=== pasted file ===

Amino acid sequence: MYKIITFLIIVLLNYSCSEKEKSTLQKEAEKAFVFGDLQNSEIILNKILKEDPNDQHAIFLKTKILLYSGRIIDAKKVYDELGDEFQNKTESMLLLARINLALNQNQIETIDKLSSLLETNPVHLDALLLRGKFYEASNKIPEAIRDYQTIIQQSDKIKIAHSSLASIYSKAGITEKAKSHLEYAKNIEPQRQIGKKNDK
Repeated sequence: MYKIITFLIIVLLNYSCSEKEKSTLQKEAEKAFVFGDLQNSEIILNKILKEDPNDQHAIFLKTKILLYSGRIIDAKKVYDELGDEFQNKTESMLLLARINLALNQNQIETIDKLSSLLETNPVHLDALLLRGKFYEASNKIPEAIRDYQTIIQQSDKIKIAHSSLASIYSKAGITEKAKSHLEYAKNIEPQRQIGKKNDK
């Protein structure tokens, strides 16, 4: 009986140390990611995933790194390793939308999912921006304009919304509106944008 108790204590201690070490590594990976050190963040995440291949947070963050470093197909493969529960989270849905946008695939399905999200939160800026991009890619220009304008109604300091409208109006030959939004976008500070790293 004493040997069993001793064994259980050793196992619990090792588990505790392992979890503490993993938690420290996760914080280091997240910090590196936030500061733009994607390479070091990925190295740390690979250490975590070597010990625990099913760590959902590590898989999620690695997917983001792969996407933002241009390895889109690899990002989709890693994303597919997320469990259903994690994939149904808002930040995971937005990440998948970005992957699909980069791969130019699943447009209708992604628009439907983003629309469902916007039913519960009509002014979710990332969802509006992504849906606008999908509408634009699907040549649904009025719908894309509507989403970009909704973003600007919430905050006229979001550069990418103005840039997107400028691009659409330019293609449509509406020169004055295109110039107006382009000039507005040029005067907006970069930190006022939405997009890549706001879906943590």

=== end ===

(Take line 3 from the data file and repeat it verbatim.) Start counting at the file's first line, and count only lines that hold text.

């Protein structure tokens, strides 16, 4: 009986140390990611995933790194390793939308999912921006304009919304509106944008 108790204590201690070490590594990976050190963040995440291949947070963050470093197909493969529960989270849905946008695939399905999200939160800026991009890619220009304008109604300091409208109006030959939004976008500070790293 004493040997069993001793064994259980050793196992619990090792588990505790392992979890503490993993938690420290996760914080280091997240910090590196936030500061733009994607390479070091990925190295740390690979250490975590070597010990625990099913760590959902590590898989999620690695997917983001792969996407933002241009390895889109690899990002989709890693994303597919997320469990259903994690994939149904808002930040995971937005990440998948970005992957699909980069791969130019699943447009209708992604628009439907983003629309469902916007039913519960009509002014979710990332969802509006992504849906606008999908509408634009699907040549649904009025719908894309509507989403970009909704973003600007919430905050006229979001550069990418103005840039997107400028691009659409330019293609449509509406020169004055295109110039107006382009000039507005040029005067907006970069930190006022939405997009890549706001879906943590």